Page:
Different Views of Gender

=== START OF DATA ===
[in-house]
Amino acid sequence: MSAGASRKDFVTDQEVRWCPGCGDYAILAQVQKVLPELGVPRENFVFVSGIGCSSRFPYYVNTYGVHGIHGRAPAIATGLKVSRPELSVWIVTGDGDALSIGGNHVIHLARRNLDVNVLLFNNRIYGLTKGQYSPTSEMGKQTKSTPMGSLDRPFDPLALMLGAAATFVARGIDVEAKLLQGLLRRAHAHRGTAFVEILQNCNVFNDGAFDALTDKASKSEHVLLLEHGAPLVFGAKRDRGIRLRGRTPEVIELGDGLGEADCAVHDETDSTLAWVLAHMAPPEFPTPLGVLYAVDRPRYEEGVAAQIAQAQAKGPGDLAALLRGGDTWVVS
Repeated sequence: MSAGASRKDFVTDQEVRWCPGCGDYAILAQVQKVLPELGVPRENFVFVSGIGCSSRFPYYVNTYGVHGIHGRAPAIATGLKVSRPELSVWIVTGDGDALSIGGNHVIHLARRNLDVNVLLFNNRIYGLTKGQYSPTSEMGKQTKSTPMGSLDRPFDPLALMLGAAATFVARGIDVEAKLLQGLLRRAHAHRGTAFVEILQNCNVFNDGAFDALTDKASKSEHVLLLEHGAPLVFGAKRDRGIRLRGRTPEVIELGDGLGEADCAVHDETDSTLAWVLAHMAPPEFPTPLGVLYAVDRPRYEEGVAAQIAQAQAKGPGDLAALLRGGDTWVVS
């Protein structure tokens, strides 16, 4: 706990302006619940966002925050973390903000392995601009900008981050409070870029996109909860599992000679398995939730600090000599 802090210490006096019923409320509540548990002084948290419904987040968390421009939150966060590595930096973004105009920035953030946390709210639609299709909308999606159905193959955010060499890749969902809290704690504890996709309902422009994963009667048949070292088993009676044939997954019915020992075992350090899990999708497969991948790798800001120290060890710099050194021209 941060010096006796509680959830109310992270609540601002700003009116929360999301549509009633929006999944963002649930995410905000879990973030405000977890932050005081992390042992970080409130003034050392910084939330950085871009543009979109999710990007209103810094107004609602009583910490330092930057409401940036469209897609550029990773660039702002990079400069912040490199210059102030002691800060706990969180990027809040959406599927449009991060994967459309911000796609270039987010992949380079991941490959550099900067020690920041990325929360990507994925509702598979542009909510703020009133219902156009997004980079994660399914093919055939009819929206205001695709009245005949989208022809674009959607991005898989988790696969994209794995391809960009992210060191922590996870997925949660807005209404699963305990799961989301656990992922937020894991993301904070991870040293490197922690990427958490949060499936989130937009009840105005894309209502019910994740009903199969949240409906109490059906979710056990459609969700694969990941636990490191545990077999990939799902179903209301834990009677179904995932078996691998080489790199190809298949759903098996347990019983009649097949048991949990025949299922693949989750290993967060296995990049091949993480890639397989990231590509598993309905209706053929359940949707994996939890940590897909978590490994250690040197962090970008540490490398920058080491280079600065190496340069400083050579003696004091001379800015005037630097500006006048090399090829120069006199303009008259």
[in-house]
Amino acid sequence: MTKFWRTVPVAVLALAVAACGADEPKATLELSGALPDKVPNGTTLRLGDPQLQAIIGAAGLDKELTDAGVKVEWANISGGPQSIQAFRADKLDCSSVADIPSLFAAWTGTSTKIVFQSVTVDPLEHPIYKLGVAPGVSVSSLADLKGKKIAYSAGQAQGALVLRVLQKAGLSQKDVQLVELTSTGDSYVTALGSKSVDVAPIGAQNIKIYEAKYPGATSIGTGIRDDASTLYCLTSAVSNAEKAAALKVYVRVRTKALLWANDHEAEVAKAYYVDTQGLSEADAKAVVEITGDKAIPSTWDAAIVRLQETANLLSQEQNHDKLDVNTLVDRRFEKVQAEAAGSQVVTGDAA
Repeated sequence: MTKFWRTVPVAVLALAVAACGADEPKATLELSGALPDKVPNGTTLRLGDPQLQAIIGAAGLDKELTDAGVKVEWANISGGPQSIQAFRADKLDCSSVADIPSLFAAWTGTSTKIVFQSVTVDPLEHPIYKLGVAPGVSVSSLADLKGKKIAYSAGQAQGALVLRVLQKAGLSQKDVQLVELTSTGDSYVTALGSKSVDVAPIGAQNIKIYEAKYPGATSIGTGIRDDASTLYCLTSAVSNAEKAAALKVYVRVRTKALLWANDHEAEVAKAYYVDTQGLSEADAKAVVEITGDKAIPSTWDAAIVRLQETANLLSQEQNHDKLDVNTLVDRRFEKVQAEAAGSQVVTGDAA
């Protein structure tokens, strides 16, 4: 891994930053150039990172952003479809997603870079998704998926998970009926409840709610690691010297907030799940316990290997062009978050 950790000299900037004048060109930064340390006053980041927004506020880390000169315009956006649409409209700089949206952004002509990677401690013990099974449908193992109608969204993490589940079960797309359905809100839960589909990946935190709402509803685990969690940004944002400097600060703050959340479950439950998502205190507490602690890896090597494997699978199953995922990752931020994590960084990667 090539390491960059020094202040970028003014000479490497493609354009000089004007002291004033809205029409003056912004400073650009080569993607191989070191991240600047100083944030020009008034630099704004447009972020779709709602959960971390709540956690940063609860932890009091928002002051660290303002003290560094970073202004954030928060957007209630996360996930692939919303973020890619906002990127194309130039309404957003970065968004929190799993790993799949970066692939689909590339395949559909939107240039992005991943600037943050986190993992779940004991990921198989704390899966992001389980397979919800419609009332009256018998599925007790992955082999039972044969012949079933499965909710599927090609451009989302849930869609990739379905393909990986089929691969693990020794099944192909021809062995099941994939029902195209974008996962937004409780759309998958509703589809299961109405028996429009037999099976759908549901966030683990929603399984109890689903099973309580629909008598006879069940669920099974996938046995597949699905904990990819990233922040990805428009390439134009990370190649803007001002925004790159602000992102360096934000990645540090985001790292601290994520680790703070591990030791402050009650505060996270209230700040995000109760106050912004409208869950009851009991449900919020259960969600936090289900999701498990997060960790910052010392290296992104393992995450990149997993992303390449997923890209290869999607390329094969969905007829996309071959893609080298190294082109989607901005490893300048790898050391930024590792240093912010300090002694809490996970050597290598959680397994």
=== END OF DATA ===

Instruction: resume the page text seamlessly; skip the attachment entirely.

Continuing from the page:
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When one hears the word “gender” it is typically assumed to be referring to the biological sex of that individual. However, gender is not a static concept in our world anymore. The traditional spheres of what is masculinity and femininity have become increasingly muddled as our society progresses socially and becomes more accepting. Along with this, however, social processes continue to take place to enforce what we believe a man and a woman should be, in an attempt to force people to fit into what we see as being a man and a woman. There are many perspectives on how gender is defined and affects us. While gender arguably the direct result of our culture, viewing it from a structural functionalist approach can show how it has helped the evolution of our society. However, these gender roles can also affect others negatively as shown by feminist and criminological thinkers, and may become less meaningful as we enter an age where even our biological sex can be changed. Challenging our currently held gender norms in my own experiment, it is clear to me that gender itself is a creation of our culture. As part of my experiment with broaching normative gender images, I decided to visit the perfume counter at my local Sears and inquire about purchasing a bottle for myself instead of a woman. Although a minor interaction, I believed browsing for perfume was something generally associated with females alone. Sears, as a store, is something I have always associated with women myself. This belief is a direct result of a childhood where I was dragged around by my mother when she went shopping at the mall. My prediction was that the sales associate would more than likely treat me differently than they would a typical female customer. Prior ... ... middle of paper ... ...ure that tells you how to define the genders, their differences are inconsequential. Men and women both have masculine and feminine qualities, there is no pure form of either of these. Not only that, but what we define them by is dictated by our culture and merely a social construct. We act the way we are expected to, and if we don’t we are shunned as being deviant for crossing these gender norms. This burden of attempting to meet the criteria of our designated gender role can even be damaging as we attempt to exert our gender in inappropriate settings. The only true difference between the genders is biological, and even in our contemporary age that is being challenged so that anyone can be a man or woman. I believe in the times to come we will see more of this burden of gender falling away as our cultures shift, although I suspect there is quite a ways to go.
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